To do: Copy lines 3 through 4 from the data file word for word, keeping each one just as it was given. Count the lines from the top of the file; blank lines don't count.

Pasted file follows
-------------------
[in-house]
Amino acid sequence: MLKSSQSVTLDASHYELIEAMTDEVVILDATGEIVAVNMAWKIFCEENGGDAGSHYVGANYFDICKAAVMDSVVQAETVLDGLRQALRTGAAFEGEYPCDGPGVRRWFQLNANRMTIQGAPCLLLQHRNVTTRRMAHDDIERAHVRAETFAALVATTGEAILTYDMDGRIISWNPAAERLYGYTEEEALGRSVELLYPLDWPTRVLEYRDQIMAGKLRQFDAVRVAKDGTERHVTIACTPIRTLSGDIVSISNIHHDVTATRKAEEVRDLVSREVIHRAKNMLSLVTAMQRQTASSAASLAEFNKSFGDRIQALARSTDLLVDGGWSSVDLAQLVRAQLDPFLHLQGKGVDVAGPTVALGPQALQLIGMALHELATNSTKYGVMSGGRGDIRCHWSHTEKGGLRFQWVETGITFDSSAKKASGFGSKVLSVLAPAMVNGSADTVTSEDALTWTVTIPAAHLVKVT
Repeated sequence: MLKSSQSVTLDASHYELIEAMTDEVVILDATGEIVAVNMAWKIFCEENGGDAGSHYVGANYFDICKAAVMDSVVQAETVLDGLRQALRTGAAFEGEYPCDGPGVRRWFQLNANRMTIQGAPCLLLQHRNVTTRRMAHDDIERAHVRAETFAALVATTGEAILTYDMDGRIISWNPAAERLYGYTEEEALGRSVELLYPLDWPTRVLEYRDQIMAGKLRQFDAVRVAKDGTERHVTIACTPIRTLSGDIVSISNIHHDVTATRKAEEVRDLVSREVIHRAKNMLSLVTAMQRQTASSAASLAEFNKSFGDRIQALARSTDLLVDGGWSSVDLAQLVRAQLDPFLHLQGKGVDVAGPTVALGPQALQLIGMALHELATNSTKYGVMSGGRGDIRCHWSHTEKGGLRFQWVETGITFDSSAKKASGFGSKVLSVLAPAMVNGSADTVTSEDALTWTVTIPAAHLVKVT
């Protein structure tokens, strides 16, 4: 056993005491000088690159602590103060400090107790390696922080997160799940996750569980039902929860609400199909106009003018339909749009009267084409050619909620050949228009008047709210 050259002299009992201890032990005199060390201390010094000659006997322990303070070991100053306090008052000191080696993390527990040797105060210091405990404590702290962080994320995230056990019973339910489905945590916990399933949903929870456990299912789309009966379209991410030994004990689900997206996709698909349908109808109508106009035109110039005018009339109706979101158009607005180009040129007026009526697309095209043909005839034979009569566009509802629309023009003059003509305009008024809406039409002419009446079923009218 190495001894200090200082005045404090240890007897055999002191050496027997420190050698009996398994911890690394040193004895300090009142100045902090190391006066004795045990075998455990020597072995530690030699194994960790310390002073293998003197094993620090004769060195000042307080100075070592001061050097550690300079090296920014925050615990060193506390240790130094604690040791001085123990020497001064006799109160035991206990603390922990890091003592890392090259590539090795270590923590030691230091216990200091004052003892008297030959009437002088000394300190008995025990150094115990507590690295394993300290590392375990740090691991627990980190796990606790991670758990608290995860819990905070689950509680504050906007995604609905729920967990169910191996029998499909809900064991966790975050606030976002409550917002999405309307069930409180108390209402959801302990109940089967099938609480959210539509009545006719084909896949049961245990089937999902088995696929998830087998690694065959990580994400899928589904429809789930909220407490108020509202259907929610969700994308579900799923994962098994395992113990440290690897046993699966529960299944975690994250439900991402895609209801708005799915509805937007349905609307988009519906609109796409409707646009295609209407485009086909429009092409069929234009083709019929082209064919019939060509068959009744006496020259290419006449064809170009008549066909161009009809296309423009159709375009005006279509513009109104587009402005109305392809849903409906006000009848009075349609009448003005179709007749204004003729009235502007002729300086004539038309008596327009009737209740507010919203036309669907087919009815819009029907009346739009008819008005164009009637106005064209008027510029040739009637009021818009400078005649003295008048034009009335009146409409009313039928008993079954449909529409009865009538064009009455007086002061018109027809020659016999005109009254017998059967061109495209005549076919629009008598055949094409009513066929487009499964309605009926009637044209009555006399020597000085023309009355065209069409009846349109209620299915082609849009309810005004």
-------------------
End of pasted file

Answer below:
Repeated sequence: MLKSSQSVTLDASHYELIEAMTDEVVILDATGEIVAVNMAWKIFCEENGGDAGSHYVGANYFDICKAAVMDSVVQAETVLDGLRQALRTGAAFEGEYPCDGPGVRRWFQLNANRMTIQGAPCLLLQHRNVTTRRMAHDDIERAHVRAETFAALVATTGEAILTYDMDGRIISWNPAAERLYGYTEEEALGRSVELLYPLDWPTRVLEYRDQIMAGKLRQFDAVRVAKDGTERHVTIACTPIRTLSGDIVSISNIHHDVTATRKAEEVRDLVSREVIHRAKNMLSLVTAMQRQTASSAASLAEFNKSFGDRIQALARSTDLLVDGGWSSVDLAQLVRAQLDPFLHLQGKGVDVAGPTVALGPQALQLIGMALHELATNSTKYGVMSGGRGDIRCHWSHTEKGGLRFQWVETGITFDSSAKKASGFGSKVLSVLAPAMVNGSADTVTSEDALTWTVTIPAAHLVKVT
């Protein structure tokens, strides 16, 4: 056993005491000088690159602590103060400090107790390696922080997160799940996750569980039902929860609400199909106009003018339909749009009267084409050619909620050949228009008047709210 050259002299009992201890032990005199060390201390010094000659006997322990303070070991100053306090008052000191080696993390527990040797105060210091405990404590702290962080994320995230056990019973339910489905945590916990399933949903929870456990299912789309009966379209991410030994004990689900997206996709698909349908109808109508106009035109110039005018009339109706979101158009607005180009040129007026009526697309095209043909005839034979009569566009509802629309023009003059003509305009008024809406039409002419009446079923009218 190495001894200090200082005045404090240890007897055999002191050496027997420190050698009996398994911890690394040193004895300090009142100045902090190391006066004795045990075998455990020597072995530690030699194994960790310390002073293998003197094993620090004769060195000042307080100075070592001061050097550690300079090296920014925050615990060193506390240790130094604690040791001085123990020497001064006799109160035991206990603390922990890091003592890392090259590539090795270590923590030691230091216990200091004052003892008297030959009437002088000394300190008995025990150094115990507590690295394993300290590392375990740090691991627990980190796990606790991670758990608290995860819990905070689950509680504050906007995604609905729920967990169910191996029998499909809900064991966790975050606030976002409550917002999405309307069930409180108390209402959801302990109940089967099938609480959210539509009545006719084909896949049961245990089937999902088995696929998830087998690694065959990580994400899928589904429809789930909220407490108020509202259907929610969700994308579900799923994962098994395992113990440290690897046993699966529960299944975690994250439900991402895609209801708005799915509805937007349905609307988009519906609109796409409707646009295609209407485009086909429009092409069929234009083709019929082209064919019939060509068959009744006496020259290419006449064809170009008549066909161009009809296309423009159709375009005006279509513009109104587009402005109305392809849903409906006000009848009075349609009448003005179709007749204004003729009235502007002729300086004539038309008596327009009737209740507010919203036309669907087919009815819009029907009346739009008819008005164009009637106005064209008027510029040739009637009021818009400078005649003295008048034009009335009146409409009313039928008993079954449909529409009865009538064009009455007086002061018109027809020659016999005109009254017998059967061109495209005549076919629009008598055949094409009513066929487009499964309605009926009637044209009555006399020597000085023309009355065209069409009846349109209620299915082609849009309810005004």